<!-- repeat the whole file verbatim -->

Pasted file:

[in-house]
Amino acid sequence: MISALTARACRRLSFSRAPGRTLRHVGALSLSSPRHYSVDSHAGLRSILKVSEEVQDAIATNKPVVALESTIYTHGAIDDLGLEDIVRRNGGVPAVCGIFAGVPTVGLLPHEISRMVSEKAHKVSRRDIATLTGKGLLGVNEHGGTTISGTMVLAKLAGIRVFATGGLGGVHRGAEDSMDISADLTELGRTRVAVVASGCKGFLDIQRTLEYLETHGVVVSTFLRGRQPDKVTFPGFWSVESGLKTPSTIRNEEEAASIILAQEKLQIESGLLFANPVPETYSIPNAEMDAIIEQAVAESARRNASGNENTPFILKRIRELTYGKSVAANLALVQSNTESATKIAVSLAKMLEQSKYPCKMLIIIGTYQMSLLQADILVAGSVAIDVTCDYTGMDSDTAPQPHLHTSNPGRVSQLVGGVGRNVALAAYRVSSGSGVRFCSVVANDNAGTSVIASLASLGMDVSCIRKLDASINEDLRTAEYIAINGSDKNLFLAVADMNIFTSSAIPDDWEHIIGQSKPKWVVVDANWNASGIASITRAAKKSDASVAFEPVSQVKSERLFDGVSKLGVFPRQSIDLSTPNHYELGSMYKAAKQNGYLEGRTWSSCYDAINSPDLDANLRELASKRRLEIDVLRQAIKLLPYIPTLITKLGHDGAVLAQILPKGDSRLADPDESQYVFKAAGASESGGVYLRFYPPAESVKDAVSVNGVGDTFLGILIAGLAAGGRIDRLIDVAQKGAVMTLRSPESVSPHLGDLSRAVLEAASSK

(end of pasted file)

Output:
[in-house]
Amino acid sequence: MISALTARACRRLSFSRAPGRTLRHVGALSLSSPRHYSVDSHAGLRSILKVSEEVQDAIATNKPVVALESTIYTHGAIDDLGLEDIVRRNGGVPAVCGIFAGVPTVGLLPHEISRMVSEKAHKVSRRDIATLTGKGLLGVNEHGGTTISGTMVLAKLAGIRVFATGGLGGVHRGAEDSMDISADLTELGRTRVAVVASGCKGFLDIQRTLEYLETHGVVVSTFLRGRQPDKVTFPGFWSVESGLKTPSTIRNEEEAASIILAQEKLQIESGLLFANPVPETYSIPNAEMDAIIEQAVAESARRNASGNENTPFILKRIRELTYGKSVAANLALVQSNTESATKIAVSLAKMLEQSKYPCKMLIIIGTYQMSLLQADILVAGSVAIDVTCDYTGMDSDTAPQPHLHTSNPGRVSQLVGGVGRNVALAAYRVSSGSGVRFCSVVANDNAGTSVIASLASLGMDVSCIRKLDASINEDLRTAEYIAINGSDKNLFLAVADMNIFTSSAIPDDWEHIIGQSKPKWVVVDANWNASGIASITRAAKKSDASVAFEPVSQVKSERLFDGVSKLGVFPRQSIDLSTPNHYELGSMYKAAKQNGYLEGRTWSSCYDAINSPDLDANLRELASKRRLEIDVLRQAIKLLPYIPTLITKLGHDGAVLAQILPKGDSRLADPDESQYVFKAAGASESGGVYLRFYPPAESVKDAVSVNGVGDTFLGILIAGLAAGGRIDRLIDVAQKGAVMTLRSPESVSPHLGDLSRAVLEAASSK